The genus of Triggerplants is with circa 300 species the largest carnivorous genus. Except for 4 species all are native exclusive in Australia. Mostly they are rosette-building, less frequent erect-climbing or shrub-like plants. The largely number of Triggerplants is perennial. The habitats range from a brook bank, where they partly grow also semi-aquatic, to parly dry sandy soils. The name derives from the pollination mechanism. Triggerplants are touch-sensitive. Just as a insect is landing on the flower it triggers a stimulus, as a result, that the gynostemium (a column compost of the stamens and the stigma) is abruptly pressed on the insect. In the case of younger flowers the insect is powdered with pollen, in the case of older flowers the stigma shows a further growth and has in the meantime repressed the stamens sidewards. In this case the stigma is pressed on the insect and receives potentially existing pollen. By this mechanism a self-fertilisation is inhibited by the plants.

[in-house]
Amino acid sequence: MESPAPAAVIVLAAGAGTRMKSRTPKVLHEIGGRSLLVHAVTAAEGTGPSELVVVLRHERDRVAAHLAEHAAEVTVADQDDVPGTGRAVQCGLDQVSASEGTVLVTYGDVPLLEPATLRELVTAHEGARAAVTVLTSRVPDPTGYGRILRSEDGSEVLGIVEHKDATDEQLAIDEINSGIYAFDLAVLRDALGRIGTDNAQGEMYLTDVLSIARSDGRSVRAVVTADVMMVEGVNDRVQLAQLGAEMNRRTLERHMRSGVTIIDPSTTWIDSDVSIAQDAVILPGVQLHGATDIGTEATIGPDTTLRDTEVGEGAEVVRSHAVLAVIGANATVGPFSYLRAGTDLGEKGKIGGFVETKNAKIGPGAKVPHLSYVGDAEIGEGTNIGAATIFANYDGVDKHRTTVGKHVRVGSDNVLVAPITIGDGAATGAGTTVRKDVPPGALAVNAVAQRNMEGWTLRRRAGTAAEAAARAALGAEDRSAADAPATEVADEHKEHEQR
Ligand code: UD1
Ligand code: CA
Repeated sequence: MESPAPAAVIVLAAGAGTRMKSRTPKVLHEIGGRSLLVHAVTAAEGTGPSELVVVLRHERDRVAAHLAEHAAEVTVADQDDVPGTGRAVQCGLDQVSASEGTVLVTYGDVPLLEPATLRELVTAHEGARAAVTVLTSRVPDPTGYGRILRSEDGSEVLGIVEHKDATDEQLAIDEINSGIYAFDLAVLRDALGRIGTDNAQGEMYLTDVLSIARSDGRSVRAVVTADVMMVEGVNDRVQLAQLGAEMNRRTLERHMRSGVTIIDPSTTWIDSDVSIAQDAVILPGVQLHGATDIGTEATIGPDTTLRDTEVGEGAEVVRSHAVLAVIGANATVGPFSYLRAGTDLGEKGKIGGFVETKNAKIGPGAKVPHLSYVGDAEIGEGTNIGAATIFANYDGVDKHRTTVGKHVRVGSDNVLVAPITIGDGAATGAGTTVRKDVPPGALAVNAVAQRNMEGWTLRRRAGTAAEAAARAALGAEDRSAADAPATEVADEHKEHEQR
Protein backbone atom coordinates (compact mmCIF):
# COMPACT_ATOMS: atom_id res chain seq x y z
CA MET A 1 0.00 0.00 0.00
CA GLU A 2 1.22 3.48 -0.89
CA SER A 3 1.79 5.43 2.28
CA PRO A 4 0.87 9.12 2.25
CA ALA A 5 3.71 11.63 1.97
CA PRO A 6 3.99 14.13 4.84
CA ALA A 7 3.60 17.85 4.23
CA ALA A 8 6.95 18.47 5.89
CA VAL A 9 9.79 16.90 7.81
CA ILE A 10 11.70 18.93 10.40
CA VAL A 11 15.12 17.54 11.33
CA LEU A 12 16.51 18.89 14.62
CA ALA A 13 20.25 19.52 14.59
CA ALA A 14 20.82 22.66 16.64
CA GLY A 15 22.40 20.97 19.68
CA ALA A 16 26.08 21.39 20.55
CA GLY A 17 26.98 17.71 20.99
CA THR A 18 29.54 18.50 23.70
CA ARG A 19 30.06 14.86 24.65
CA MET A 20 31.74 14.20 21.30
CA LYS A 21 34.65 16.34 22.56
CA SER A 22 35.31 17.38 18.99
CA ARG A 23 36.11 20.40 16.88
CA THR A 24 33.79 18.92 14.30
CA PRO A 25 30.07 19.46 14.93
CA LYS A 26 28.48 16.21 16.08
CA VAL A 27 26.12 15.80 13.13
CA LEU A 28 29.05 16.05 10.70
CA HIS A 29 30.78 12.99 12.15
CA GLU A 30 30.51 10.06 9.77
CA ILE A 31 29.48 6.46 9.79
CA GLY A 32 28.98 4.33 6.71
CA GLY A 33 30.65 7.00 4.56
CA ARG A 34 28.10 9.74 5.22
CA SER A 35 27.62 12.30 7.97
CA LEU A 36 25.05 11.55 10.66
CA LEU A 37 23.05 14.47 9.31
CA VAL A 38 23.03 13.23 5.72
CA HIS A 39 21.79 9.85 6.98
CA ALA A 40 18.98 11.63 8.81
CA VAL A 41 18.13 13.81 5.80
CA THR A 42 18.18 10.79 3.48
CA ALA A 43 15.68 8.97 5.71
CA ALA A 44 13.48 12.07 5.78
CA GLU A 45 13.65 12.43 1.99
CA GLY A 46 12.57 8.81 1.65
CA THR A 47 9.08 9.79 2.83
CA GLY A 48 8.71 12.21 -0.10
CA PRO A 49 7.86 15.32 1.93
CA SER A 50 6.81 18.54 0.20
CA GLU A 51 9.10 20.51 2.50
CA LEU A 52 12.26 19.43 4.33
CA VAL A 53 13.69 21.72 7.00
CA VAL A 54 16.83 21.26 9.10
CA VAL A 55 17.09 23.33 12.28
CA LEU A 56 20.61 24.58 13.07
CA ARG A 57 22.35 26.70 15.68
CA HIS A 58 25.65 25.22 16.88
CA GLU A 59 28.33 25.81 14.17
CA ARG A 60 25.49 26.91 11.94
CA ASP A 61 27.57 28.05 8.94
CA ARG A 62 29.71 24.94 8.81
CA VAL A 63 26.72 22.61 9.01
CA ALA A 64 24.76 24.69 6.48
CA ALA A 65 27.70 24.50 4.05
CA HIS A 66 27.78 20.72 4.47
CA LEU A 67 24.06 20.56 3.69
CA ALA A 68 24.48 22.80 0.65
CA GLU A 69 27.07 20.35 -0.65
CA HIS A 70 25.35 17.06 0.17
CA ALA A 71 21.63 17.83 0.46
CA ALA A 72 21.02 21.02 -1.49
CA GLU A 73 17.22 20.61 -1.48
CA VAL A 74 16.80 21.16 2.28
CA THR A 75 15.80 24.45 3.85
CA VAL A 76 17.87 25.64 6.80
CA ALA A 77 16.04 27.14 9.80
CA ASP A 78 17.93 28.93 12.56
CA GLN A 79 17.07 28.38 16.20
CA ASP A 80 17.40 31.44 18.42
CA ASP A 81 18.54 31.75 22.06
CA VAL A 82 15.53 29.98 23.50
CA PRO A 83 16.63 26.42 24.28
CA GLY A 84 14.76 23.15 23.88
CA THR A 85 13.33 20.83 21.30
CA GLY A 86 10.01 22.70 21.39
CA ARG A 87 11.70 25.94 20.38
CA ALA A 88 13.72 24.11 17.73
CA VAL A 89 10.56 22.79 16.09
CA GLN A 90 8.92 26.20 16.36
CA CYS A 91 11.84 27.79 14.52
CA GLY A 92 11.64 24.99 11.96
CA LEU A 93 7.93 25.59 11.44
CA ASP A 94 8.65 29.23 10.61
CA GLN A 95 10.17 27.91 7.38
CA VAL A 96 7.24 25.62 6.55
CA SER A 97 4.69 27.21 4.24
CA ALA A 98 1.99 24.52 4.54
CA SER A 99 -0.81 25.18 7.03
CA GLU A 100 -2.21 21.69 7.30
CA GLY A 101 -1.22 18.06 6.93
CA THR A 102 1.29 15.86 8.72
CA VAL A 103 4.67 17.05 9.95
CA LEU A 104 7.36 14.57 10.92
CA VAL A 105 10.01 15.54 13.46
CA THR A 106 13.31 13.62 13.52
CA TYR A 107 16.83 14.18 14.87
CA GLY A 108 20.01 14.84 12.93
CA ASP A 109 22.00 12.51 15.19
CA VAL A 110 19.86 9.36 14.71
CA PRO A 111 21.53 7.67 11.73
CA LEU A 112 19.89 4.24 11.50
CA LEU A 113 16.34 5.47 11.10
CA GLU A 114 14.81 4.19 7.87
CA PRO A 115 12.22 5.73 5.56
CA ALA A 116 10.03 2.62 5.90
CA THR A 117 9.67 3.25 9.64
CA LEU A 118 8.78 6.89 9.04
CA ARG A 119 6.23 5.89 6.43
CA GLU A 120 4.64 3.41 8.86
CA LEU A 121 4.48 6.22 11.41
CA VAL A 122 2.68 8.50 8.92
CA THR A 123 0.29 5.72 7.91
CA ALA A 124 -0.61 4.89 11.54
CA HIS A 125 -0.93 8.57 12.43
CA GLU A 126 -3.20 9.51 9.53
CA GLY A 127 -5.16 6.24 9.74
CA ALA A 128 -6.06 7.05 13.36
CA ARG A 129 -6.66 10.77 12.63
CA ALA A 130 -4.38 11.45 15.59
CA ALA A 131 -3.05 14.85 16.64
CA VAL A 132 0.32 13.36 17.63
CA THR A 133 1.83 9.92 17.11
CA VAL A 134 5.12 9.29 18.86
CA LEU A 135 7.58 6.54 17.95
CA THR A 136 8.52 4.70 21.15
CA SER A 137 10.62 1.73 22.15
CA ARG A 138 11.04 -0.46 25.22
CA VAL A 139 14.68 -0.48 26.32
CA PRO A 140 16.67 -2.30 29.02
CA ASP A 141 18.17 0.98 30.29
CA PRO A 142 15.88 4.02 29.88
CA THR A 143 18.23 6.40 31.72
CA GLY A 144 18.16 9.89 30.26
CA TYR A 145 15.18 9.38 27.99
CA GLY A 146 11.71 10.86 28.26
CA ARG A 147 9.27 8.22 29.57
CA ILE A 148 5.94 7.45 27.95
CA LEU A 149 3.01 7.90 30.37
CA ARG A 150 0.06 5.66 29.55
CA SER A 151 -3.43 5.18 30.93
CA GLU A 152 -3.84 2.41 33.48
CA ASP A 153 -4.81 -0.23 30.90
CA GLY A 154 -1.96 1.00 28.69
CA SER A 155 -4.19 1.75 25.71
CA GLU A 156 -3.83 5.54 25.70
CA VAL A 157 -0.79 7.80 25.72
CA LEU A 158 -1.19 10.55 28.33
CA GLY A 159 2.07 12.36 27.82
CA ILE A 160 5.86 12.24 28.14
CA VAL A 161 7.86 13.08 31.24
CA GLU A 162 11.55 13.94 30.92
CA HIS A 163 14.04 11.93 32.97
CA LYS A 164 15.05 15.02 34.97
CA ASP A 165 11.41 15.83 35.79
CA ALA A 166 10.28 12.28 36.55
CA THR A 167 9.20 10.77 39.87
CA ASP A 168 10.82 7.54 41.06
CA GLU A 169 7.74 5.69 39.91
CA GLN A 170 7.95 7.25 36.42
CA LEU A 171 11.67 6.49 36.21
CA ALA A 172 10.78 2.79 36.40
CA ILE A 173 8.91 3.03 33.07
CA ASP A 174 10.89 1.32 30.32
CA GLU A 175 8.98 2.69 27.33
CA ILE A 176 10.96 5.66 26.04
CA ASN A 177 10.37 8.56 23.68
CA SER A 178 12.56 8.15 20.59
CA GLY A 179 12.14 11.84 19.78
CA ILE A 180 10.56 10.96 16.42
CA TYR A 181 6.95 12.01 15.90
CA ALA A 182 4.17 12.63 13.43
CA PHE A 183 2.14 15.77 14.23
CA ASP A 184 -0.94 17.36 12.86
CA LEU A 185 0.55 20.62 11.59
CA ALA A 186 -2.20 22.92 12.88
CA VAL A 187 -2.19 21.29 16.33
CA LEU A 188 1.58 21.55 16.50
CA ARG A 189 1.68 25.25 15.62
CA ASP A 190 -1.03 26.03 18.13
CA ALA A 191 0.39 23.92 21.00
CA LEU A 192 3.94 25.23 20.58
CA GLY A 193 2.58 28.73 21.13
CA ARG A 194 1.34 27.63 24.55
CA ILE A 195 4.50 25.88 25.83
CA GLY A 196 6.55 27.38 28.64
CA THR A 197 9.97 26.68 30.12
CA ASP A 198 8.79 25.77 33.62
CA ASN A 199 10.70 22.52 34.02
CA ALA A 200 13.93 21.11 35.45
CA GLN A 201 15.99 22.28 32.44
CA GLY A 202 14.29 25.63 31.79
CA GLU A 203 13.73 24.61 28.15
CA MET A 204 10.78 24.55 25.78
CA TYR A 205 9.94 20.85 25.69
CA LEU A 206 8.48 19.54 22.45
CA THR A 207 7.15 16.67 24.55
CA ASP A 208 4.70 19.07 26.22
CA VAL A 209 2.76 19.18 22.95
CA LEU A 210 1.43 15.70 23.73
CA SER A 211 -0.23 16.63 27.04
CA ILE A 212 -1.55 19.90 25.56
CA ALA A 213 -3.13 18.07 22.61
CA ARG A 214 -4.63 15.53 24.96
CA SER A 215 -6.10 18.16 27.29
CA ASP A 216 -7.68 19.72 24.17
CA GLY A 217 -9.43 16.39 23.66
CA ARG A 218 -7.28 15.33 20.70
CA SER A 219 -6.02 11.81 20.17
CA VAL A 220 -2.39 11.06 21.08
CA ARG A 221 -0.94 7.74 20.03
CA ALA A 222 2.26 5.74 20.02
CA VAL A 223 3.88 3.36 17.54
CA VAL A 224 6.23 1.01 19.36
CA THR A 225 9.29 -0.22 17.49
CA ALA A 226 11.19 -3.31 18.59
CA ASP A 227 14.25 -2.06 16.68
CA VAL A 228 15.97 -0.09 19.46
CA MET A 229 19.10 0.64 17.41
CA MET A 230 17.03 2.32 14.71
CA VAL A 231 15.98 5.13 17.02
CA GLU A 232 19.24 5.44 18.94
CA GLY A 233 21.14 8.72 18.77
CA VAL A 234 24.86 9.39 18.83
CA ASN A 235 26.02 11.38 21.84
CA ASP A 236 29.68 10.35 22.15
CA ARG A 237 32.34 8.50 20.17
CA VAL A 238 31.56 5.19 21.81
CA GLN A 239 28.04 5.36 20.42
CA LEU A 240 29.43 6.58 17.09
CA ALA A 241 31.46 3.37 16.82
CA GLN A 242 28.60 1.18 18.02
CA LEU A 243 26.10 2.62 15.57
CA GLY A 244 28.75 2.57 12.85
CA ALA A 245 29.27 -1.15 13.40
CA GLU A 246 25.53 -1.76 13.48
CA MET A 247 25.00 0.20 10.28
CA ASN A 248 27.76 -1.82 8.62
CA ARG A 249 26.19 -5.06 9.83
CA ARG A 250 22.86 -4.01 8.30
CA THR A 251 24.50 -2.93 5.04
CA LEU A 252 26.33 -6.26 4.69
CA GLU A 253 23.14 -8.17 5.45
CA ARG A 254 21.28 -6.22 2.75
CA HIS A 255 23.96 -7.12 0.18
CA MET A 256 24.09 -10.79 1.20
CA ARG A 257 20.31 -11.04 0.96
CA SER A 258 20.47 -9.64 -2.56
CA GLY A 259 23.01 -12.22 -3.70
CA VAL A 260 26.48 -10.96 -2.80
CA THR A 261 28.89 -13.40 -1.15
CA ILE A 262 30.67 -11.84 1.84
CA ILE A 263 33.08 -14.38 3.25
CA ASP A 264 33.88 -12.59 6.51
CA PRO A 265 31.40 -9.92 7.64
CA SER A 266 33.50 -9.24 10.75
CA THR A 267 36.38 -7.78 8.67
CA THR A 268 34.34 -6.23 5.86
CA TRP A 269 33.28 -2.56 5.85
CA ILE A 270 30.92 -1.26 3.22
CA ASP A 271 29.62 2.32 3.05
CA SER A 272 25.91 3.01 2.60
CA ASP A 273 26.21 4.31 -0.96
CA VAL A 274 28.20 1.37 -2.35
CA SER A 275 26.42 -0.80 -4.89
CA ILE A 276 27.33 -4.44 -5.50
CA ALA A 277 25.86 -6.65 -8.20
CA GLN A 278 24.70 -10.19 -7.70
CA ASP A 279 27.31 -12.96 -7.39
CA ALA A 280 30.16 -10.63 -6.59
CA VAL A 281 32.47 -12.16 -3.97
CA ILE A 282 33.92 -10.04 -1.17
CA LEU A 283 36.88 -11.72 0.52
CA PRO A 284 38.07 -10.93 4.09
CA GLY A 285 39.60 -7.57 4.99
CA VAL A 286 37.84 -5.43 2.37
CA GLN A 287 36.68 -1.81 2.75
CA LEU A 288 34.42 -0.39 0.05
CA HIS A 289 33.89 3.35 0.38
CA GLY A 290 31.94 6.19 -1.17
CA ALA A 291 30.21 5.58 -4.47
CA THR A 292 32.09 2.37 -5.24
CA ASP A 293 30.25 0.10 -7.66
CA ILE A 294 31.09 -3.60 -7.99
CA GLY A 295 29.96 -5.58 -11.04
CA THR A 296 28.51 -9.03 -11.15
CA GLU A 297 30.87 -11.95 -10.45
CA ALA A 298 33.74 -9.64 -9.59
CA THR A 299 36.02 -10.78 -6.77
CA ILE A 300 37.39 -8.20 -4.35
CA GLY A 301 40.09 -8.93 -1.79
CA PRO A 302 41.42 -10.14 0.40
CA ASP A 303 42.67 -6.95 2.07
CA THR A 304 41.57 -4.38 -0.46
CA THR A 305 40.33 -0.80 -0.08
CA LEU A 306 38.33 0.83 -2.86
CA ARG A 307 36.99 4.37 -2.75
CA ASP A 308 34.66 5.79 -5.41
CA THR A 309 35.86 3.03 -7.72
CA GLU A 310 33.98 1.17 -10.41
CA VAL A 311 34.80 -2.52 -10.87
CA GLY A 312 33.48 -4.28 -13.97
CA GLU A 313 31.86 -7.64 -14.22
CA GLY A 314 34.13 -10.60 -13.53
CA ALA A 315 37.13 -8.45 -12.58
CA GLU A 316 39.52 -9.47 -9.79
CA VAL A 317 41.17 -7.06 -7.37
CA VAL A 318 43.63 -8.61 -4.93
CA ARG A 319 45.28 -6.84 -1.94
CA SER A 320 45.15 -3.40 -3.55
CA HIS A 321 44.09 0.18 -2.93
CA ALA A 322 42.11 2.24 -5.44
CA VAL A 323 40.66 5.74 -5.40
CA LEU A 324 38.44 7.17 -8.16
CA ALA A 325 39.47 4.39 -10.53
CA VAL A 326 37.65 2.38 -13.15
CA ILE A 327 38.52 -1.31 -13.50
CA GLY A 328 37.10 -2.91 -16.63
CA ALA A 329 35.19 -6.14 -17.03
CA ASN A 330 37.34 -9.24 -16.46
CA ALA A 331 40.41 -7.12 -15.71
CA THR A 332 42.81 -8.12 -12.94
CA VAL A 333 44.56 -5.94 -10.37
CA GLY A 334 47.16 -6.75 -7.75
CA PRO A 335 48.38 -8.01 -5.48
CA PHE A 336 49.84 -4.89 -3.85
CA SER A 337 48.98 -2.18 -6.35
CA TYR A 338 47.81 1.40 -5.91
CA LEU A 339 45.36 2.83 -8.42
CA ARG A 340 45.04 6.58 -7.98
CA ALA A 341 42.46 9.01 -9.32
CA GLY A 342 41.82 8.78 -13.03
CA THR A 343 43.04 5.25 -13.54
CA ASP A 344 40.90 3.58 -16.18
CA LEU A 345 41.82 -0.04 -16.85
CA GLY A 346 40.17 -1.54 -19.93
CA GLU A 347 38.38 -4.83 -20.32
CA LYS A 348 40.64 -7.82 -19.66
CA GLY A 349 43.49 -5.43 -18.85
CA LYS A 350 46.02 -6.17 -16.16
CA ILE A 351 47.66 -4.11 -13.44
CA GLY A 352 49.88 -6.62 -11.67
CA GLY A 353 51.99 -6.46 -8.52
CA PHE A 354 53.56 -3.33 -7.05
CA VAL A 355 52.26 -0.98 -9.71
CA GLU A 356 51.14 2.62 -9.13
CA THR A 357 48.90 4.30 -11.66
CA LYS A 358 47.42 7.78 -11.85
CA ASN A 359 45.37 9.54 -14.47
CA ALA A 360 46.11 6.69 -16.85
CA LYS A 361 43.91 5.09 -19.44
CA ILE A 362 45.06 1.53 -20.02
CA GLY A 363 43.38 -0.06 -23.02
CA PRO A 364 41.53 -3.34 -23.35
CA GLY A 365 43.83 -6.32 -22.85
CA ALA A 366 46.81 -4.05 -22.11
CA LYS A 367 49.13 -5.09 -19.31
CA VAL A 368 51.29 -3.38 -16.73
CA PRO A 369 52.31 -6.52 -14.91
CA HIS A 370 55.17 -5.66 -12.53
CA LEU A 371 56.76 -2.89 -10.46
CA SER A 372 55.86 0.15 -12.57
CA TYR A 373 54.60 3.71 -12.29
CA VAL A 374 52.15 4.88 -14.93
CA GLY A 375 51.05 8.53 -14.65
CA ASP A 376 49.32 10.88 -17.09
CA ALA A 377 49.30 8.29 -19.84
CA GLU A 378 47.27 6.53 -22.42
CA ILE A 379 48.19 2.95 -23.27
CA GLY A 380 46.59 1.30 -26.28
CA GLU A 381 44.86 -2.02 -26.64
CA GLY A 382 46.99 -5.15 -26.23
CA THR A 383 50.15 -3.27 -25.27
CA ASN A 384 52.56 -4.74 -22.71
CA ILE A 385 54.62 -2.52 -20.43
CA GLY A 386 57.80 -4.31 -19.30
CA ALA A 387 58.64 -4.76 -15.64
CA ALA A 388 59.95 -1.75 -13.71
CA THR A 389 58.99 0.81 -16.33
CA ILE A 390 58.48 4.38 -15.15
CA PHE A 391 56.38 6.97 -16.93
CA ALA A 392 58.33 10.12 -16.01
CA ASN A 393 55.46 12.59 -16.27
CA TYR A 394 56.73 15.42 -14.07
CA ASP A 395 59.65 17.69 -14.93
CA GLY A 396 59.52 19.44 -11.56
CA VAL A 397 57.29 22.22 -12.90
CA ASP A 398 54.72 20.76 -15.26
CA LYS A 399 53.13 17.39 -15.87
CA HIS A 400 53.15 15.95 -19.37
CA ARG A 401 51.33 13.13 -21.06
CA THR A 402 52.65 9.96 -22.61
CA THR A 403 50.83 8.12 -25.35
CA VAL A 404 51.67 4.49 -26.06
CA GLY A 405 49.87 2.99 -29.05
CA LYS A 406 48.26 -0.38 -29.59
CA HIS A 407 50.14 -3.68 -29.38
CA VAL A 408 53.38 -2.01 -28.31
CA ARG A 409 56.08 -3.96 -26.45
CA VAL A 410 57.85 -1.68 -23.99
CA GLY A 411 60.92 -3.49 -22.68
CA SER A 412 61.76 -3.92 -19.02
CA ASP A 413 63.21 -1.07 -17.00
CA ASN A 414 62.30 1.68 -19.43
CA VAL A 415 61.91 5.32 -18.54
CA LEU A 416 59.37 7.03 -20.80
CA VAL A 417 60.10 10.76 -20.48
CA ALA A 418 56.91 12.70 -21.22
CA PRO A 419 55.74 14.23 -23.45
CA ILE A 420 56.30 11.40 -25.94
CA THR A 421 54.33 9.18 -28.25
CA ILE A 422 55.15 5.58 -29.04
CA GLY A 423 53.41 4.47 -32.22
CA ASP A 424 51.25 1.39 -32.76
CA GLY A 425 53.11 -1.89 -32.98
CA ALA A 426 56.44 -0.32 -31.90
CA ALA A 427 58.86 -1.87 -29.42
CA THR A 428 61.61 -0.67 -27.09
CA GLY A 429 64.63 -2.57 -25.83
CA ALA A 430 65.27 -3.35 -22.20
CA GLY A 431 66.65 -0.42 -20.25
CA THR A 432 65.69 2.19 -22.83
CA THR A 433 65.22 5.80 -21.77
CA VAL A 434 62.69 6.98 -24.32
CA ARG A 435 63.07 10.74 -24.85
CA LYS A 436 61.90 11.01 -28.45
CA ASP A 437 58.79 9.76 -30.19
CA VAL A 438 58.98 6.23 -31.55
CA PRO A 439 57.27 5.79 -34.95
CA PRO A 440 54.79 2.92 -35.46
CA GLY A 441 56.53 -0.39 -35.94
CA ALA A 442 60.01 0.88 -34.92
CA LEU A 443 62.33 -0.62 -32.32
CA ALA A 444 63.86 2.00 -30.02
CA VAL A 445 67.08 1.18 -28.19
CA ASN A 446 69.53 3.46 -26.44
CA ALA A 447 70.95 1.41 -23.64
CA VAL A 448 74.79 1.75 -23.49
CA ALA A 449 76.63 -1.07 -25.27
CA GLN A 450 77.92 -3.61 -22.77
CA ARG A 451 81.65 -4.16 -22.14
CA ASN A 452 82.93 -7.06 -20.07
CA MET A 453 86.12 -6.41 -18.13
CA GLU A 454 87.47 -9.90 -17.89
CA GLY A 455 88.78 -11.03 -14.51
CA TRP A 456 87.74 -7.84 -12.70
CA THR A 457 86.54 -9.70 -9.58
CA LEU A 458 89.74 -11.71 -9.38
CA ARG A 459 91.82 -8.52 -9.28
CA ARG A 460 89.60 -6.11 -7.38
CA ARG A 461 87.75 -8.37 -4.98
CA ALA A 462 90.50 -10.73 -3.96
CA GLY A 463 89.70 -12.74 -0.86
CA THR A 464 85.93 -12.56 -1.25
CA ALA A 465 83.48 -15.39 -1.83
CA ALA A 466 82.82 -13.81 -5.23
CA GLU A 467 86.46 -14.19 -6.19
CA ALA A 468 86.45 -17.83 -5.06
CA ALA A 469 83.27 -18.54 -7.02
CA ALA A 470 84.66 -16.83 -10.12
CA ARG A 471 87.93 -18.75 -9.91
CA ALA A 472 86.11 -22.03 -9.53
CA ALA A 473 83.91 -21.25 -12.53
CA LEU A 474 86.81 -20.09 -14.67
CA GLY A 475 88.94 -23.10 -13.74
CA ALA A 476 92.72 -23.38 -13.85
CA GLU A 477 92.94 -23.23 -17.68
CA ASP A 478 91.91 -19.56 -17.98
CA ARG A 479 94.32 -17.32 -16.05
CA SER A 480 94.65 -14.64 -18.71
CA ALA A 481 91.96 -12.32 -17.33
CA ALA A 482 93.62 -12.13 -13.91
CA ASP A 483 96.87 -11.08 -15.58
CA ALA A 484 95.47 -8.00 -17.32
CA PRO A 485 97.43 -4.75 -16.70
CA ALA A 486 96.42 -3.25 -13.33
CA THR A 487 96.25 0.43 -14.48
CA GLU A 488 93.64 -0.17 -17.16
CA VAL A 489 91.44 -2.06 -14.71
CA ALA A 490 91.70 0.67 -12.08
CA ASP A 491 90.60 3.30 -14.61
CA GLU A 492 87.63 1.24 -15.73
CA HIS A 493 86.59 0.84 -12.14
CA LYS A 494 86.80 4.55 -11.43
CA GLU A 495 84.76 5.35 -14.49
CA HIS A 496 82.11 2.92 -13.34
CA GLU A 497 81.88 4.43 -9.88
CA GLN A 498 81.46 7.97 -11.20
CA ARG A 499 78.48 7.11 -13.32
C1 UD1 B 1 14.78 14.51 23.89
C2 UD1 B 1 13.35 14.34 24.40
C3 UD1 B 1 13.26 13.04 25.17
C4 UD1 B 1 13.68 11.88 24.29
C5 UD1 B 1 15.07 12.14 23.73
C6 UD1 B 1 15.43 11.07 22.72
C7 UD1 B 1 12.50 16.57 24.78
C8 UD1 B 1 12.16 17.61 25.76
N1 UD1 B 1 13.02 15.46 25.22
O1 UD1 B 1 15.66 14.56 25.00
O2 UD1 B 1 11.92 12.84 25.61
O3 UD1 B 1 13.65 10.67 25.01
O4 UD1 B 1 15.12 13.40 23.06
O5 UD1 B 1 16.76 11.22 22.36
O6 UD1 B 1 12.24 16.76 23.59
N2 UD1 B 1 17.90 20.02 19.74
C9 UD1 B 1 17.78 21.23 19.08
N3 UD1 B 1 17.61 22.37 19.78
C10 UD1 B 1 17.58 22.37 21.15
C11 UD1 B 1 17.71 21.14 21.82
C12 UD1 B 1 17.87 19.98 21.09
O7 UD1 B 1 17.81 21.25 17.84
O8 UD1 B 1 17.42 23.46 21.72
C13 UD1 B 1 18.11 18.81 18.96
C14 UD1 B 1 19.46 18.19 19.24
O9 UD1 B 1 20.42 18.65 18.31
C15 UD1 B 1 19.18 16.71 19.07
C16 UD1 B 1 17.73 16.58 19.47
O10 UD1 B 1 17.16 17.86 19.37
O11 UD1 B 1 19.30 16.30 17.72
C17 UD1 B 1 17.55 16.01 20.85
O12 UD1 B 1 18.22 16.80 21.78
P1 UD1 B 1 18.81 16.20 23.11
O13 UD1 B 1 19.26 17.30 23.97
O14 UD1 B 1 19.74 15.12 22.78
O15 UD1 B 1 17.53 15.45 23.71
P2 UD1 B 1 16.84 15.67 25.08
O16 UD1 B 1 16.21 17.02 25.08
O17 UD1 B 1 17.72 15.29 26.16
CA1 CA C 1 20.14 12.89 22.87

The basically trap mechanism was already detailed described on the previous site. Partially the plants presents glandular hairs, with which insects are caught. A few years ago the production of proteases (enzymes, which split proteins) was proven. Therefore Triggerplants are real carnivorous plants.
Until now I have not cultivated this genus, so that I can not publish own experiences on this site. Some species should indeed be easy to cultivate and be suitable for a cultivation on the windowsill. In addition species probably exist, which are only suitable for experts.